Can Dart Boards and Spreadsheets Change Your Relationships?

Dec 14, 2009

Last week I stumbled across a blog post and it’s as if the writer read my mind. Check out this authentic post by Lindsey Nobles. And make sure you at least glance through some of the comments.

Relationships are important. They are the substance of life, which means they’re worth intentional investment, right? But lately I’ve wondered if I’m a “mile wide and inch deep.” Maybe I’m trying to embrace the masses and neglecting the deeper rewards of a few invested, intimate relationships.

Picture it like this: Relationship are plants filling a garden. I have one large bucket of water. Up until now, I’ve tried to divvy up equally between all of the plants (except for my husband and children, which get the biggest chunks of me). A teaspoon here, a teaspoon there. Not nearly enough to make any of those plants vibrant. Some may survive, but they won’t be as life-giving as they could have been.

Based on Lindsey’s post and some of my own introspection, here are two possible solutions:

  • Make a spreadsheet with three columns: Important Friends, Negative Friends and Draining Friends. Fill up the spreadsheet with names and determine to invest 80% of time and resources in the first category of relationships.
  • Draw a dartboard. Put three or four of your most valuable relationships (besides family) in the bulls eye. These relationships need to get the majority of your focus. Everyone else will fall outside the bulls eye in order of priority. A few might need to fall off the board altogether.

Even Jesus “categorized” friendships: the Crowds, the Seventy-two, the Twelve, and the Three. Looks like a bulls-eye diagram to me. Still, I struggle with the idea of categorizing people and relationships. It feels as if it’s in direct opposition to God’s command to love others. Don’t all people deserve love? Don’t all people deserve investment? And haven’t I sometimes been in that latter category of negative and draining people? Thank heavens I had a few friends willing to stick by me and help me out of my rut,

I’m looking for the intersection between healthy boundaries and a God-kind-of-love. Where do you think it falls?

10 Comments

  1. Lindsey Nobles

    I like the way you put this. Excited to hear what other folks think…

    Reply
  2. Susan

    You had an insightful comment of Jesus heavily investing in a few. His “12” VIPS influenced, their VIPS, and these VIPS influenced their VIPS, etc.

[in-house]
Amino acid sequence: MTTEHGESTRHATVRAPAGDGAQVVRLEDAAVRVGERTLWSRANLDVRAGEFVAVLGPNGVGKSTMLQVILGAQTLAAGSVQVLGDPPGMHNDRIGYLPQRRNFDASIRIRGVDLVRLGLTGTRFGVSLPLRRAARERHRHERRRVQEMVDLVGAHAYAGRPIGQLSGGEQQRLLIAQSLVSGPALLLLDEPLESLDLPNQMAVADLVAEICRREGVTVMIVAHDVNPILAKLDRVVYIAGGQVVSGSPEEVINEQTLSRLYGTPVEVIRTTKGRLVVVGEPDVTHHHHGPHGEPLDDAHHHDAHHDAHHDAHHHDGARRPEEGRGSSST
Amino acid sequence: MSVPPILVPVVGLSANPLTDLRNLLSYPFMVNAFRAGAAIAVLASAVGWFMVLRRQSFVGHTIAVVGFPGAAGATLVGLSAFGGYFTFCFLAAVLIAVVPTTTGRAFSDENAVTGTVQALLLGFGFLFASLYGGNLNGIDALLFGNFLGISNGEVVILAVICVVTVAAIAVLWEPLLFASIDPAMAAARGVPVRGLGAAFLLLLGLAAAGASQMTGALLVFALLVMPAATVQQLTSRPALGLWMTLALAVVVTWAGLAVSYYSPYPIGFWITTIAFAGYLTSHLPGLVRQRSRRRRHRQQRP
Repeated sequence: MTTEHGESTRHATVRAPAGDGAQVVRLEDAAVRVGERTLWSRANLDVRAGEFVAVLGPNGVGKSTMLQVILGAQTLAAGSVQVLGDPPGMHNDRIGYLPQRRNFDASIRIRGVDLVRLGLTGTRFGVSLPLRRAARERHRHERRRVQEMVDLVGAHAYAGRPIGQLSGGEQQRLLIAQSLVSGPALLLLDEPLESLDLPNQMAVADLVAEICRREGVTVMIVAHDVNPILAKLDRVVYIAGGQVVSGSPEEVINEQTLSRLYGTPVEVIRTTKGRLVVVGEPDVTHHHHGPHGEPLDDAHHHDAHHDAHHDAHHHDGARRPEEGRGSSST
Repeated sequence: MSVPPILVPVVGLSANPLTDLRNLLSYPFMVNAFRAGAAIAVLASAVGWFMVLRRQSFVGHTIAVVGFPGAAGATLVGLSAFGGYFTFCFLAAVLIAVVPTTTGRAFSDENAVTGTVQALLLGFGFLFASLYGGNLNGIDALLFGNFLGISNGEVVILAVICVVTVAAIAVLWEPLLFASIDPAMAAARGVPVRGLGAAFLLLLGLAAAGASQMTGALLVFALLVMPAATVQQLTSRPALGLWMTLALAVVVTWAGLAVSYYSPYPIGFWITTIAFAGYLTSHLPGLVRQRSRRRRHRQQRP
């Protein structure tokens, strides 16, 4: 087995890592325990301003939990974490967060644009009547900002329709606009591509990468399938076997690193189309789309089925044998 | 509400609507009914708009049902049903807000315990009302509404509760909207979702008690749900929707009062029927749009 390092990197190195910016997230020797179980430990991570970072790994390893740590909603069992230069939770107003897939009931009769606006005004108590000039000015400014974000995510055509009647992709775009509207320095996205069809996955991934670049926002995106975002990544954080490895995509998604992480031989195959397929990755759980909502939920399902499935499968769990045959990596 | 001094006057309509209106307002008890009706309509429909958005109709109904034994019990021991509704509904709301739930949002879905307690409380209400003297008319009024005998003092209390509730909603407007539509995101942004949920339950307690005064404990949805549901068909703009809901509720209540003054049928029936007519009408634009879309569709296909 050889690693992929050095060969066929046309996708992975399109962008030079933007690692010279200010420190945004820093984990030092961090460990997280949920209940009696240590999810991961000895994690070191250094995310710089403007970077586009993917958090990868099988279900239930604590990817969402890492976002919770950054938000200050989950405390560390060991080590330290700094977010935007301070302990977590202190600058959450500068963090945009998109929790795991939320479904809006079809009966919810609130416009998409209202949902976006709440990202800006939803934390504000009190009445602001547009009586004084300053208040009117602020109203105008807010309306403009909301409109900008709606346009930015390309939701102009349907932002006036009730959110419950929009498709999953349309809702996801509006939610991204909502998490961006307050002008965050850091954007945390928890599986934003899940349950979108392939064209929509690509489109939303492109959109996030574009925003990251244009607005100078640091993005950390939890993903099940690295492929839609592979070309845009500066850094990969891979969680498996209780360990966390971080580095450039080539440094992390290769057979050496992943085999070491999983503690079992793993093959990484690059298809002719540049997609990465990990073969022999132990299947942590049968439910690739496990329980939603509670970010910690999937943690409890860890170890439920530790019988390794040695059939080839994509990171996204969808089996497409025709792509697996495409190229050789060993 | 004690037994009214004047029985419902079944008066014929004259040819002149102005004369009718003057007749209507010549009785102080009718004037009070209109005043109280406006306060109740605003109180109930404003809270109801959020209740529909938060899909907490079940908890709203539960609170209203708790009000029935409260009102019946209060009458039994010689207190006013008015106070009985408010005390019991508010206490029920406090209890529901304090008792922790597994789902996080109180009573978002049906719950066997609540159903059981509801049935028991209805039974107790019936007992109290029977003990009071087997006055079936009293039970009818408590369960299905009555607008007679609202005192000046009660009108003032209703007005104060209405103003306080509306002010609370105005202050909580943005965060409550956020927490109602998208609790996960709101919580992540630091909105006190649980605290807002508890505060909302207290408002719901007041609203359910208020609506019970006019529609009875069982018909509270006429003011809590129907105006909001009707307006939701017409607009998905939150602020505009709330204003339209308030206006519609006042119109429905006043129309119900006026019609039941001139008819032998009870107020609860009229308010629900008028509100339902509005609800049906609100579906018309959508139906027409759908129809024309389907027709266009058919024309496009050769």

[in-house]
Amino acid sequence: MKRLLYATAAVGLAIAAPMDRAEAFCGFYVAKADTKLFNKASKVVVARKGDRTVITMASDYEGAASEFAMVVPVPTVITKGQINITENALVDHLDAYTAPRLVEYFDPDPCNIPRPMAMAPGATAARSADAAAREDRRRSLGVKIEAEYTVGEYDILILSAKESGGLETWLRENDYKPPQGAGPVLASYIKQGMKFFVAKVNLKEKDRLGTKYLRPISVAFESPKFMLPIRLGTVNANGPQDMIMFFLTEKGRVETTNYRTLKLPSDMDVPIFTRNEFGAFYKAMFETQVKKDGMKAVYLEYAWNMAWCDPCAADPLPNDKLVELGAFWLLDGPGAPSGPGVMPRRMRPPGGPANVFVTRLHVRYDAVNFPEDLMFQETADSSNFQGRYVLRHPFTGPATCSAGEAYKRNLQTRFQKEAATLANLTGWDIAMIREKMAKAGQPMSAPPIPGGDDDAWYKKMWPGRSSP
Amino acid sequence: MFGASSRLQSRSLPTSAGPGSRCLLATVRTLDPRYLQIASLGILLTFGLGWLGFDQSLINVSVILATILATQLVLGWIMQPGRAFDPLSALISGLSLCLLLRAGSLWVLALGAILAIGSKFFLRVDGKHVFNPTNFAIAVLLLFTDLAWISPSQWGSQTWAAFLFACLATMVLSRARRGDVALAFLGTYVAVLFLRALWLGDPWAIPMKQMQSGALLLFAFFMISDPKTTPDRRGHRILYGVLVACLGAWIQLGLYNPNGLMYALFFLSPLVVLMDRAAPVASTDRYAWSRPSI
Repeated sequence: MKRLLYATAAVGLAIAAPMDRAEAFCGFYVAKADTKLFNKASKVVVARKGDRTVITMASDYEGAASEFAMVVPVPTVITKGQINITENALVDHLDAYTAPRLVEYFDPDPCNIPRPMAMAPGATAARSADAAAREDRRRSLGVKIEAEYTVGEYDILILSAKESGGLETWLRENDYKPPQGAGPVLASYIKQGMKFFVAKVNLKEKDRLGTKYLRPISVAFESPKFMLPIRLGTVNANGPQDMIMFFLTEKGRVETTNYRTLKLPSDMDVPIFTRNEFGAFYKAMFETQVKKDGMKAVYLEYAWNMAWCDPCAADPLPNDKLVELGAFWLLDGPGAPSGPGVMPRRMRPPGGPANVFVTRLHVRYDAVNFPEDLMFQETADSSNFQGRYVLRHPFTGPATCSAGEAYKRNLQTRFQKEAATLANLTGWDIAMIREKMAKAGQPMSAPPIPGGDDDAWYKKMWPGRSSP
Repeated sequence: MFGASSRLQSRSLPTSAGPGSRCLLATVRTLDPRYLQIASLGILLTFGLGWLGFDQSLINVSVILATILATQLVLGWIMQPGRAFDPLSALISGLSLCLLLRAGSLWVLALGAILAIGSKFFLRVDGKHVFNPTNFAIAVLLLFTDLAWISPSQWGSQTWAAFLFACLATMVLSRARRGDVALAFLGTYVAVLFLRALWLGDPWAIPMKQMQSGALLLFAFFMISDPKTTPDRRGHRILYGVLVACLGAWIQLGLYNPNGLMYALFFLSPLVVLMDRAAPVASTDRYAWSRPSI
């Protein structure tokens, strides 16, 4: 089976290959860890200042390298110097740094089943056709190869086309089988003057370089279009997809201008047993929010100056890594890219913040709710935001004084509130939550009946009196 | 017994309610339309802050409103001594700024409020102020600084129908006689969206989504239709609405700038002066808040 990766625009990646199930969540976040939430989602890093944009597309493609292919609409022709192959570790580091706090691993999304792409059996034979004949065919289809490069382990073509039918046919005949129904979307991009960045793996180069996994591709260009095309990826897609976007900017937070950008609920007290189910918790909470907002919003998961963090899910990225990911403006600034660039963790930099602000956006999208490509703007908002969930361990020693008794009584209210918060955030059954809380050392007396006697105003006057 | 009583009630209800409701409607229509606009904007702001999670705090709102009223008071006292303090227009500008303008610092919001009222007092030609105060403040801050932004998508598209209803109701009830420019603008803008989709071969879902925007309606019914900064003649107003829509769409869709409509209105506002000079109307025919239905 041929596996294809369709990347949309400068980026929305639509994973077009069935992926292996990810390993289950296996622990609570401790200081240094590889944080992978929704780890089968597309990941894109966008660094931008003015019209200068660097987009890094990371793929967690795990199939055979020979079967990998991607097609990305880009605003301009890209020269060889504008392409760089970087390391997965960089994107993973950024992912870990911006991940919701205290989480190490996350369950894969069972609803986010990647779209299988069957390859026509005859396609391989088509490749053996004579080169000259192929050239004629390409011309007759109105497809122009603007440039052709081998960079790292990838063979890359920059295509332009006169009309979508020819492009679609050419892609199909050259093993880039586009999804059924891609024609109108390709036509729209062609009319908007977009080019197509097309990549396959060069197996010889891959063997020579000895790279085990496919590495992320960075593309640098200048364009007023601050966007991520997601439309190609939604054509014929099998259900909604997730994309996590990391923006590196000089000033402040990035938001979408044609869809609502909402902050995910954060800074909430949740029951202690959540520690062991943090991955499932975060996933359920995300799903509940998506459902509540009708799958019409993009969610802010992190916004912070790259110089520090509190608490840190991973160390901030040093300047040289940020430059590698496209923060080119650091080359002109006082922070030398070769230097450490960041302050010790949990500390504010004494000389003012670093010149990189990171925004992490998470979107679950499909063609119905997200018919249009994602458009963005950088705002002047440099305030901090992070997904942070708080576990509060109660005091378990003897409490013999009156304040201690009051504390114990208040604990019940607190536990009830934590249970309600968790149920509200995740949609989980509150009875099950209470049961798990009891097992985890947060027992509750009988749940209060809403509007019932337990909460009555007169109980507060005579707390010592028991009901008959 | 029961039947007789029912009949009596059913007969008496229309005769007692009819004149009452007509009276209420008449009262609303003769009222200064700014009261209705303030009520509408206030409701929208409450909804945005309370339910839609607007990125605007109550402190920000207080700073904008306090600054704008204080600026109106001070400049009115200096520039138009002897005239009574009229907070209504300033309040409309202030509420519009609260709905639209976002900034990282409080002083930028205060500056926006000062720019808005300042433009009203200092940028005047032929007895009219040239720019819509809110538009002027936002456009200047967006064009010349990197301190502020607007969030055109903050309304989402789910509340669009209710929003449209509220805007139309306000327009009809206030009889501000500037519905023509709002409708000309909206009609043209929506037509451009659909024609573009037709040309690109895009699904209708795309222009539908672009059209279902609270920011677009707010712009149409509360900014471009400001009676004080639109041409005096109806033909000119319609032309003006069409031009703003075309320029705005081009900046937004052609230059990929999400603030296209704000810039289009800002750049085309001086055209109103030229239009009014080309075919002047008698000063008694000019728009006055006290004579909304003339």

It was like a chain reaction of an atom bomb – turning the world upside down.

    Susan

    Reply
  3. Michele

    Such a great thought, Susan. I hadn’t even considered the ripple effect!

    Reply
  4. Jerolyn

    Great subject Michele. It does get a bit tricky especially when you end up moving from one end of the nation and back again. Let me know when you get to that healthly intersection.

    Reply
  5. BeeBelle

    I think having a few of the deeper relationships is not just a nice-to-have, but vital to grounding myself and centering my life. For me, it’s the connection between my spirit and the Holy Spirit, reflected in another member of God’s creation, if that’s not too metaphorical. But, that could be a personality trait that makes this the easier part for me. I’m not sure every person sees this the same way. Personally, I have a deep Christian love for a wide net, but I feel at my spiritual best when I nurture and tend my close relationships.

    -Elizabeth

    Reply
  6. Kay Day

    I have no problems with categorizing my friends. I have some very close friends, good friends who could be better with some effort, regular friends, acquaintances, and people who I put up with.

    I think there is a difference in being a negative, draining person and going through a negative draining time. Some people never move out of it. I don’t invest my friendship allotment in those people.
    That doesn’t mean I don’t or can’t love them.

    Also, I think that I can’t be everyone’s best friend. God has some people for me and other people for the others.

    Reply
  7. Michele

    Jerolyn, moving makes the entire subject more complicated, doesn’t it? I’d imagine you’ve worked hard at maintaining and growing long-distance friendships since you move so often. Elizabeth, I LOVE your last sentence: “I have a deep Christian love for a wide net, but I feel at my spiritual best when I nurture and tend my close relationships.” Beautifully said, and full of wisdom.

    Reply
  8. mandythompson

    Wow. I’ve gotta get this all figured out for when we finally get cranked up back in Georgia with all our people… It already feels impossible, and we’re not there yet!

    Reply
  9. Michele

    Remember, no one eats a cow but one bite at a time. 😉 You’ll figure it out, but you’ll need to grace yourself with a few months of transition! So happy for you, M. Can’t wait to see what God has in store for you in GA!

    Reply

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